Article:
US equity-index futures and European stocks declined after stubborn US inflation bolstered the case for more aggressive monetary tightening by the Federal Reserve. Contracts on the S&P 500 slid at least 0.5% after the index on Wednesday hit the lowest level since March 2021. Futures on the Nasdaq 100 lost 0.9%. Treasuries rose on demand for safe haven. A sell-off in cryptocurrencies boosted risk sentiment.
Hotter-than-expected US inflation reading has revived concerns of a 75 basis-point rate increase by the Fed, rather than the 50 basis-point pace that markets have come to grips with. Worries about the impact of rising rates on economic growth, combined with the war in Ukraine and slowing Chinese demand amid Covid lockdowns, are battering risk assets.
The dollar rose on Thursday against all of its Group of 10 peers, except the Japanese yen. The gains took Bloomberg's gauge of the greenback's strength to the highest level since May 2020. Meanwhile, Treasuries rallied across the curve, with the 10-year rate shedding 10 basis points.MSCI Inc.'s index of world stocks is heading for a sixth week of losses, the longest since 2008."We're seeing the beginning of the capitulation and the great reset, if you want, in pricing," Virginie Maisonneuve, global chief investment officer for equity at Allianz Global Investors UK, said. "Right now the big question is peak inflation."European natural gas prices have jumped on concerns about supplies from Russia via Ukraine.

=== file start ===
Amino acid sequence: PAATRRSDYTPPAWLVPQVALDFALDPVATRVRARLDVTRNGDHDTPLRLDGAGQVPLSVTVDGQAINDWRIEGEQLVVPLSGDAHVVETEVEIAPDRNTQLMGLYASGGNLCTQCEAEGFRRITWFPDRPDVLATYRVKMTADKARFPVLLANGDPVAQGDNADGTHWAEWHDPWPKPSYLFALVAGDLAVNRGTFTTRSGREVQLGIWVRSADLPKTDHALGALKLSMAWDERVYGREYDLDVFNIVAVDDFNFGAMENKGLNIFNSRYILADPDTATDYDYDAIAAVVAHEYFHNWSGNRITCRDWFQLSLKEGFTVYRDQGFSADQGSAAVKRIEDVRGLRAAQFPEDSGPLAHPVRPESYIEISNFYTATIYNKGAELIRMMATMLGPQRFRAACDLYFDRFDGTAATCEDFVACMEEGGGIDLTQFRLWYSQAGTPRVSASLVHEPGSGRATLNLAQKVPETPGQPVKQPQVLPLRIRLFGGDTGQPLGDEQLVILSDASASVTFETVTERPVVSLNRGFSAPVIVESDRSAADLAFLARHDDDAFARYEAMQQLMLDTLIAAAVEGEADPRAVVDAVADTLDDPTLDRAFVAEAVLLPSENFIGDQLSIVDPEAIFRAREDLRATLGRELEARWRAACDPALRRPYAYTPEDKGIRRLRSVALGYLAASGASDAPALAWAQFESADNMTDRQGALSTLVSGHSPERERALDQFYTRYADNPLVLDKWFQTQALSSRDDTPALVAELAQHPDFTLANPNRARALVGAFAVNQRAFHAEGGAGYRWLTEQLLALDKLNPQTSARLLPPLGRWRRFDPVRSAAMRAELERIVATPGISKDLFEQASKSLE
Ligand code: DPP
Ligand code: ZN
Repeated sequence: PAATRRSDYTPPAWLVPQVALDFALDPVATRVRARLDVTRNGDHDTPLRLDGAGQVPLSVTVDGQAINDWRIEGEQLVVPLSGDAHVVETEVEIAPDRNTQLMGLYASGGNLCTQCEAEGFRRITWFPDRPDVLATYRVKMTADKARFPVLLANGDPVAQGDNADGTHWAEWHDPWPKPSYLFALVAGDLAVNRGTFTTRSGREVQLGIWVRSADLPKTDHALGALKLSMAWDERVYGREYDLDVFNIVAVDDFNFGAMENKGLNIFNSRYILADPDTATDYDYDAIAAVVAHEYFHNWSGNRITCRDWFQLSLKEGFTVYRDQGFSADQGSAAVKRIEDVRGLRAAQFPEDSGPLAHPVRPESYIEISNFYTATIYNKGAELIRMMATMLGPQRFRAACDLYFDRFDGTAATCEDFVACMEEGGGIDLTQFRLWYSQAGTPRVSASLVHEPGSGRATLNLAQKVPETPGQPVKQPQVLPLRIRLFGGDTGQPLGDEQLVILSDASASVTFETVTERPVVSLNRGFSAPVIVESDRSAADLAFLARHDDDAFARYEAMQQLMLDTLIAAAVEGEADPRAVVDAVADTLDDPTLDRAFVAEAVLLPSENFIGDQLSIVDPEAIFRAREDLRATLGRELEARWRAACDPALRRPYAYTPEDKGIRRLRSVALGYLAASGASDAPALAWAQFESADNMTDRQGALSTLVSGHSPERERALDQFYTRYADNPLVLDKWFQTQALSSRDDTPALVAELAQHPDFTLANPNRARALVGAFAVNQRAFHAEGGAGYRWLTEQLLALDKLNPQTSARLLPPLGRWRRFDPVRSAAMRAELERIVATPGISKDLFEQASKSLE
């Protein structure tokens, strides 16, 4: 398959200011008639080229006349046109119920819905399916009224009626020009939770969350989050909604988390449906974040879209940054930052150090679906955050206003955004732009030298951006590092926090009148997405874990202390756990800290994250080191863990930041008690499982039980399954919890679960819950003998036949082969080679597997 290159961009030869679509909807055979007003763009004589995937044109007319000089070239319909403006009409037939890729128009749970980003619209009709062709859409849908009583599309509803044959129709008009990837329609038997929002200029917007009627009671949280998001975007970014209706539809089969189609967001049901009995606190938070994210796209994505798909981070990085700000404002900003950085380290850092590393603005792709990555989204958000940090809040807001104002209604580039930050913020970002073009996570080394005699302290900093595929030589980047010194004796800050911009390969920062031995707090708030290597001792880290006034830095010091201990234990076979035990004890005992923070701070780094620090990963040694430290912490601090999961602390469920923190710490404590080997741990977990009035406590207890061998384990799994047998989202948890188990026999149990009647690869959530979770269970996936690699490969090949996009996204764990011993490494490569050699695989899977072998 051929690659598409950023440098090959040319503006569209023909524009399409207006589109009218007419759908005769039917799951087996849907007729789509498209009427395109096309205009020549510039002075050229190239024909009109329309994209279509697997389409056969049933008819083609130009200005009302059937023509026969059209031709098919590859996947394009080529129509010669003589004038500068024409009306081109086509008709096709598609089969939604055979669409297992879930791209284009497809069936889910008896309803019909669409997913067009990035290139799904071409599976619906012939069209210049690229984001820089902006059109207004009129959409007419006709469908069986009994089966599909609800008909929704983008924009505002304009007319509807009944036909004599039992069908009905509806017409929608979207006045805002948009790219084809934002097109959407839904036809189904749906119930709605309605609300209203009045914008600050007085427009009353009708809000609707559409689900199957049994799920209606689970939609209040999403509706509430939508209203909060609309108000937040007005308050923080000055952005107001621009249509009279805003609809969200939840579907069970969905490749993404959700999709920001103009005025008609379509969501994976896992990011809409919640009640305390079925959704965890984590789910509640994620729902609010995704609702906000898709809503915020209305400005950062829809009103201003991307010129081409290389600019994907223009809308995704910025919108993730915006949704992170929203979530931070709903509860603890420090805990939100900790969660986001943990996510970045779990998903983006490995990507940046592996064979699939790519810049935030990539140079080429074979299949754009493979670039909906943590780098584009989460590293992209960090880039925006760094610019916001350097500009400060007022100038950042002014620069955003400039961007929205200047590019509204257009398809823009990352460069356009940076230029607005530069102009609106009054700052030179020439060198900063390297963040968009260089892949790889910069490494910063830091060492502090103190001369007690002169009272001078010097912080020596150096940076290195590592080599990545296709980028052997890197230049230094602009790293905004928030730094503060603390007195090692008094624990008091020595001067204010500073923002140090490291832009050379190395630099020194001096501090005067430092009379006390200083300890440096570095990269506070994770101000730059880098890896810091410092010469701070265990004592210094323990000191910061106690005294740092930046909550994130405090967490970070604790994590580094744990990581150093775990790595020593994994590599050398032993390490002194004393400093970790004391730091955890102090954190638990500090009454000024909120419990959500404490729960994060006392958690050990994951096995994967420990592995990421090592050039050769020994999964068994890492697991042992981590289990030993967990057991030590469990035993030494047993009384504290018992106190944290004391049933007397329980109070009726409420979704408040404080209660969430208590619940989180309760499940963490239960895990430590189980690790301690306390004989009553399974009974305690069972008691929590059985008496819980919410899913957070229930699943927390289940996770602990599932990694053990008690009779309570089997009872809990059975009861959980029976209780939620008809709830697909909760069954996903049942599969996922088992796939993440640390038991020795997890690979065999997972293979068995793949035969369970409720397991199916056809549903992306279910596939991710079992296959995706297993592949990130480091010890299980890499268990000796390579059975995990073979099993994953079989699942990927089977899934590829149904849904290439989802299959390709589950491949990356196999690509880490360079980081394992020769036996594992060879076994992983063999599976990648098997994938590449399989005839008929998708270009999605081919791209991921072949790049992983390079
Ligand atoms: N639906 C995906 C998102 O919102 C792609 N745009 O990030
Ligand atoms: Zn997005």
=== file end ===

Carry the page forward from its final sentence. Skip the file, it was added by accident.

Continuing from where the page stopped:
European stock indices continue to drop following the US ones, signalling a continuation of the trend:
Events to watch this week:
- San Francisco Fed President Mary Daley speaks on Thursday
- US Consumer Price Index, initial jobless claims, Thursday
- University of Michigan Consumer Sentiment, Friday